There can be absolutely no doubt that the area of Andalucía in the south of Spain is a lovely place to visit on holiday. There are many places to visit, fantastic and varying landscapes plus gorgeous Mediterranean beaches.
And all this while enjoying the very best of Europe’s weather. Of course, it is a wonderful place to live, too. My wife Lisa and I moved here last November but that is another story.
Getting around most places in Andalucía, and elsewhere in Spain for that matter, is not a problem for the majority of people. Similarly, access to buildings is largely pretty easy and not worth a second thought.
Not worth a second thought, that is, as long as you are able-bodied. For those who have physical disabilities, however, it is not always so easy but tourist sites and hotels are fine and generally the situation is getting better. Accessibility is something that matters to me as my mobility problems, caused by multiple sclerosis (esclerosis múltiple in Spanish), mean that I’m in a wheelchair when out and about.
Now, in more modern towns and cities, or in developments that have taken place relatively recently, there are few problems. In Andalucía, you can see real differences.
In many towns the pedestrian crossings regularly alternate between those at road level and those at pavement height; the latter also serving as traffic calming ramps. But, for a wheelchair-user, both are easy to cross because the road-level ones have proper dropped pavements each side while the pavement-level ones are just that, flat and level.
However, not all dropped pavements are as good. In older towns, originally built well before the invention of motor vehicles, some facilities for the disabled have been added but not always with sufficient thought.
To see this, we need look no further than the road right behind the medical centre in Cuevas del Almanzora, in Andalucía’s Almería province.. There, someone has felt the need to install a dropped pavement, which is a good idea for wheelchairs – so close to the medical centre. But why on earth has the bottom of it been left well above the road level? Dropped from the pavement height it may be but there is still a significant step to overcome. Words fail me.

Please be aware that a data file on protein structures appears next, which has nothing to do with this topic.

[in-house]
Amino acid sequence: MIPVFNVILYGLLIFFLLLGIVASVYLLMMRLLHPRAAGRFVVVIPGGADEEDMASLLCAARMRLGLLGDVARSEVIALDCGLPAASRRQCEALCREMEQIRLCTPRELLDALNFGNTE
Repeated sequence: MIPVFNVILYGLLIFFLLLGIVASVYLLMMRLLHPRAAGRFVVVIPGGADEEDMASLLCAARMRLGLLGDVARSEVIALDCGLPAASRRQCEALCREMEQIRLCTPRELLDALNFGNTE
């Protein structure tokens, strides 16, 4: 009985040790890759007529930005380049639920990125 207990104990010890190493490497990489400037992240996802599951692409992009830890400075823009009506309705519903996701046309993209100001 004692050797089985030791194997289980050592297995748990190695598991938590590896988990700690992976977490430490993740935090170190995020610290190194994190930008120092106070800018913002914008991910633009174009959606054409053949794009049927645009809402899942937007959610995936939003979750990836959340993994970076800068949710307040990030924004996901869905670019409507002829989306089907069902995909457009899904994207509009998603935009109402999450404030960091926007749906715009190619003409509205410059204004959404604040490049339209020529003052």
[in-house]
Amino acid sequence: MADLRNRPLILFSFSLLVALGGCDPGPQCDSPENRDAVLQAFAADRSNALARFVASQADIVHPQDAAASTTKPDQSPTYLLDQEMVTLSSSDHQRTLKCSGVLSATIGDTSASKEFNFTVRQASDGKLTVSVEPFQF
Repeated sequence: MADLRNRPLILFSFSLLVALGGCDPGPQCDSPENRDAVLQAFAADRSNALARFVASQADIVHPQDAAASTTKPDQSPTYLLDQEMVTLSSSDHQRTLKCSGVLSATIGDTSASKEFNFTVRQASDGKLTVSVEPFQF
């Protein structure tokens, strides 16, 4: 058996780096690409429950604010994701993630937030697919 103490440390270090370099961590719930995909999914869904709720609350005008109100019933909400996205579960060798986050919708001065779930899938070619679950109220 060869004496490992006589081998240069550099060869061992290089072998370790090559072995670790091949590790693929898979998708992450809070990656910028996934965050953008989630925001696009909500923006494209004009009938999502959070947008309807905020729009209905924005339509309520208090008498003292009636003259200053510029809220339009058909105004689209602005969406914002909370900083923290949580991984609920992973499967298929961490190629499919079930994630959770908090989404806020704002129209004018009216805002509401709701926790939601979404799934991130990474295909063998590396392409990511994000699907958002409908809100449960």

Then there is one pedestrian crossing with a dropped pavement on one side of the road but a full height kerb on the other. Of course, tourists and my fellow British expats may be tempted to laugh at such a situation but I could show everyone an example of something similar in the UK. There, a crossing has a dropped pavement on each side but, having crossed the roadway, you are then left on an island with a kerb to negotiate to enter the car park.
Actually, talking about car parking, that reminds me about people from other countries using disabled parking facilities. Disabled parking cards issued by any EU country are recognised throughout Europe but how they may be used depends on the rules of the country in which you are parking.
So, a holder of the disabled blue badge from Britain must remember that here in Spain it does NOT give you the right to park in a ‘no parking’ zone like it does on yellow lines in the UK; it simply gives the authority to park in a bay designated for that purpose.
Finally, a word about access to buildings. Fair’s fair, this is improving throughout Spain but we have to realise that what may be desirable may not always be possible. What can we do, for example, about an old town post office with its door at the top of five steps and with no room for a ramp or a lift? Not a lot.
However, in the same town, the branch of one bank, Banco Popular, with a step up to its door has recently been completely refurbished, including moving the door to eliminate the step and provide a flat and level entrance. Good planning for those with disabilities and parents with children in strollers.